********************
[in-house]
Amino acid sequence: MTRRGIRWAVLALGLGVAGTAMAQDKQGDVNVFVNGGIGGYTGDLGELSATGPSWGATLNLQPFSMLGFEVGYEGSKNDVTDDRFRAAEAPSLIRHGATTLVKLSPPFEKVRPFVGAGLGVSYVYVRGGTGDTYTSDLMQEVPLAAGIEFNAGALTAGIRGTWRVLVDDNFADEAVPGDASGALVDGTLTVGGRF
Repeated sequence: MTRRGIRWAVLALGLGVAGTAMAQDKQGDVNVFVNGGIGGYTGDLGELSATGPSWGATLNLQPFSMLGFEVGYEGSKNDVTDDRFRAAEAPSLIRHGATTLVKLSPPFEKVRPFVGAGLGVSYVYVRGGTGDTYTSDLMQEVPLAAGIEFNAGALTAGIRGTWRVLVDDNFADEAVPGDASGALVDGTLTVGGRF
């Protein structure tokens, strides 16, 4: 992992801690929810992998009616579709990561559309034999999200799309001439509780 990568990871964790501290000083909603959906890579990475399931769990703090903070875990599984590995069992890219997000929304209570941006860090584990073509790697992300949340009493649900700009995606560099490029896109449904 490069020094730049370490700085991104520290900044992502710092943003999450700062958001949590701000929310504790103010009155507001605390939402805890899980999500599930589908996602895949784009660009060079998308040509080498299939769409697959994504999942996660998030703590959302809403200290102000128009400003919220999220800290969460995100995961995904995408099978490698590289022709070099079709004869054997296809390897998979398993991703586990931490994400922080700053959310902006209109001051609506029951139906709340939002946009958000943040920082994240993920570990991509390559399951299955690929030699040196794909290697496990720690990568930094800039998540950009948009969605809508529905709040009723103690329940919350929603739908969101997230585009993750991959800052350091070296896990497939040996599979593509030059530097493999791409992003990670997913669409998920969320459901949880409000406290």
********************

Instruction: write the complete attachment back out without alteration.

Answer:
[in-house]
Amino acid sequence: MTRRGIRWAVLALGLGVAGTAMAQDKQGDVNVFVNGGIGGYTGDLGELSATGPSWGATLNLQPFSMLGFEVGYEGSKNDVTDDRFRAAEAPSLIRHGATTLVKLSPPFEKVRPFVGAGLGVSYVYVRGGTGDTYTSDLMQEVPLAAGIEFNAGALTAGIRGTWRVLVDDNFADEAVPGDASGALVDGTLTVGGRF
Repeated sequence: MTRRGIRWAVLALGLGVAGTAMAQDKQGDVNVFVNGGIGGYTGDLGELSATGPSWGATLNLQPFSMLGFEVGYEGSKNDVTDDRFRAAEAPSLIRHGATTLVKLSPPFEKVRPFVGAGLGVSYVYVRGGTGDTYTSDLMQEVPLAAGIEFNAGALTAGIRGTWRVLVDDNFADEAVPGDASGALVDGTLTVGGRF
């Protein structure tokens, strides 16, 4: 992992801690929810992998009616579709990561559309034999999200799309001439509780 990568990871964790501290000083909603959906890579990475399931769990703090903070875990599984590995069992890219997000929304209570941006860090584990073509790697992300949340009493649900700009995606560099490029896109449904 490069020094730049370490700085991104520290900044992502710092943003999450700062958001949590701000929310504790103010009155507001605390939402805890899980999500599930589908996602895949784009660009060079998308040509080498299939769409697959994504999942996660998030703590959302809403200290102000128009400003919220999220800290969460995100995961995904995408099978490698590289022709070099079709004869054997296809390897998979398993991703586990931490994400922080700053959310902006209109001051609506029951139906709340939002946009958000943040920082994240993920570990991509390559399951299955690929030699040196794909290697496990720690990568930094800039998540950009948009969605809508529905709040009723103690329940919350929603739908969101997230585009993750991959800052350091070296896990497939040996599979593509030059530097493999791409992003990670997913669409998920969320459901949880409000406290």